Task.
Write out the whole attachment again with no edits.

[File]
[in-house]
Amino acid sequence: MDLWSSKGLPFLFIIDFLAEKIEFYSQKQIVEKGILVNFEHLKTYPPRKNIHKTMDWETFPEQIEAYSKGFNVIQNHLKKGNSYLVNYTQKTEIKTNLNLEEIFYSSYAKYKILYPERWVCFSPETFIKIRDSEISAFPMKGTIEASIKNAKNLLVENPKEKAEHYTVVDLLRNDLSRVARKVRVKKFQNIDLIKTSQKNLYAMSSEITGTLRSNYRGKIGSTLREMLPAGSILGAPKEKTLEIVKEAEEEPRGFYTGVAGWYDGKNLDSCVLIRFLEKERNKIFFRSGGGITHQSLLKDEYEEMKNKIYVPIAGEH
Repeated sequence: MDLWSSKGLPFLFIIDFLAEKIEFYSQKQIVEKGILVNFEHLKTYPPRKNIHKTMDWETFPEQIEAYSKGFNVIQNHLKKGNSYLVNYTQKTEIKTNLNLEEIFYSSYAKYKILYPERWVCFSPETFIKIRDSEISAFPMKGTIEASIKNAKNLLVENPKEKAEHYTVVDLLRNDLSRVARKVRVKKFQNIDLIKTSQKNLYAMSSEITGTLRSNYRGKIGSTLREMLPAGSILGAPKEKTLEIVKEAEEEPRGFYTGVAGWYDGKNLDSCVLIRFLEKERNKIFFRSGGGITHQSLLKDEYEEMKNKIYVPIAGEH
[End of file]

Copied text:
[in-house]
Amino acid sequence: MDLWSSKGLPFLFIIDFLAEKIEFYSQKQIVEKGILVNFEHLKTYPPRKNIHKTMDWETFPEQIEAYSKGFNVIQNHLKKGNSYLVNYTQKTEIKTNLNLEEIFYSSYAKYKILYPERWVCFSPETFIKIRDSEISAFPMKGTIEASIKNAKNLLVENPKEKAEHYTVVDLLRNDLSRVARKVRVKKFQNIDLIKTSQKNLYAMSSEITGTLRSNYRGKIGSTLREMLPAGSILGAPKEKTLEIVKEAEEEPRGFYTGVAGWYDGKNLDSCVLIRFLEKERNKIFFRSGGGITHQSLLKDEYEEMKNKIYVPIAGEH
Repeated sequence: MDLWSSKGLPFLFIIDFLAEKIEFYSQKQIVEKGILVNFEHLKTYPPRKNIHKTMDWETFPEQIEAYSKGFNVIQNHLKKGNSYLVNYTQKTEIKTNLNLEEIFYSSYAKYKILYPERWVCFSPETFIKIRDSEISAFPMKGTIEASIKNAKNLLVENPKEKAEHYTVVDLLRNDLSRVARKVRVKKFQNIDLIKTSQKNLYAMSSEITGTLRSNYRGKIGSTLREMLPAGSILGAPKEKTLEIVKEAEEEPRGFYTGVAGWYDGKNLDSCVLIRFLEKERNKIFFRSGGGITHQSLLKDEYEEMKNKIYVPIAGEH